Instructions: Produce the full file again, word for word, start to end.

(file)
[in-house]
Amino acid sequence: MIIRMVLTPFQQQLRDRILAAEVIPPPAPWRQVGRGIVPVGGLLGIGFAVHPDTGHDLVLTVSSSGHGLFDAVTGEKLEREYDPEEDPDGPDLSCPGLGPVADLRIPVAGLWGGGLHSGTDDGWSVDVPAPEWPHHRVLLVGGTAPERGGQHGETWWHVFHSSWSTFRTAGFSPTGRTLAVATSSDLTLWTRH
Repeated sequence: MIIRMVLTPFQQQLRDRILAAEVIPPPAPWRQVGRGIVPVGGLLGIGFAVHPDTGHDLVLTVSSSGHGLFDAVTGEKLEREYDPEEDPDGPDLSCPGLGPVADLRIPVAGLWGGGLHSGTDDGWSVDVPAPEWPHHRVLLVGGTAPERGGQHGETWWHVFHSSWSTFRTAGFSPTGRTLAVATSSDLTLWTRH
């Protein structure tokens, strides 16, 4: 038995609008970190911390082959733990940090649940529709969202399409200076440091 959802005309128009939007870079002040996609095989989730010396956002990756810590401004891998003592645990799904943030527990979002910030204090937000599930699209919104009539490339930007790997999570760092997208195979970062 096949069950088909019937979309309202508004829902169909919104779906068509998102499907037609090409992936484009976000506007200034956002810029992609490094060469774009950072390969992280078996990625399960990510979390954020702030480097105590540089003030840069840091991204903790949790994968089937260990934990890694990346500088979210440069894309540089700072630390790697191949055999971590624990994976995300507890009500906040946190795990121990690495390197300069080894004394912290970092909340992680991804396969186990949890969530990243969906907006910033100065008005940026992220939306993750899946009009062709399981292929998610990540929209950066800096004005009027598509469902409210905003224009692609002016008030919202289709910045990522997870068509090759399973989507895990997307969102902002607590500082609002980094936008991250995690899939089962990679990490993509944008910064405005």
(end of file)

[in-house]
Amino acid sequence: MIIRMVLTPFQQQLRDRILAAEVIPPPAPWRQVGRGIVPVGGLLGIGFAVHPDTGHDLVLTVSSSGHGLFDAVTGEKLEREYDPEEDPDGPDLSCPGLGPVADLRIPVAGLWGGGLHSGTDDGWSVDVPAPEWPHHRVLLVGGTAPERGGQHGETWWHVFHSSWSTFRTAGFSPTGRTLAVATSSDLTLWTRH
Repeated sequence: MIIRMVLTPFQQQLRDRILAAEVIPPPAPWRQVGRGIVPVGGLLGIGFAVHPDTGHDLVLTVSSSGHGLFDAVTGEKLEREYDPEEDPDGPDLSCPGLGPVADLRIPVAGLWGGGLHSGTDDGWSVDVPAPEWPHHRVLLVGGTAPERGGQHGETWWHVFHSSWSTFRTAGFSPTGRTLAVATSSDLTLWTRH
């Protein structure tokens, strides 16, 4: 038995609008970190911390082959733990940090649940529709969202399409200076440091 959802005309128009939007870079002040996609095989989730010396956002990756810590401004891998003592645990799904943030527990979002910030204090937000599930699209919104009539490339930007790997999570760092997208195979970062 096949069950088909019937979309309202508004829902169909919104779906068509998102499907037609090409992936484009976000506007200034956002810029992609490094060469774009950072390969992280078996990625399960990510979390954020702030480097105590540089003030840069840091991204903790949790994968089937260990934990890694990346500088979210440069894309540089700072630390790697191949055999971590624990994976995300507890009500906040946190795990121990690495390197300069080894004394912290970092909340992680991804396969186990949890969530990243969906907006910033100065008005940026992220939306993750899946009009062709399981292929998610990540929209950066800096004005009027598509469902409210905003224009692609002016008030919202289709910045990522997870068509090759399973989507895990997307969102902002607590500082609002980094936008991250995690899939089962990679990490993509944008910064405005």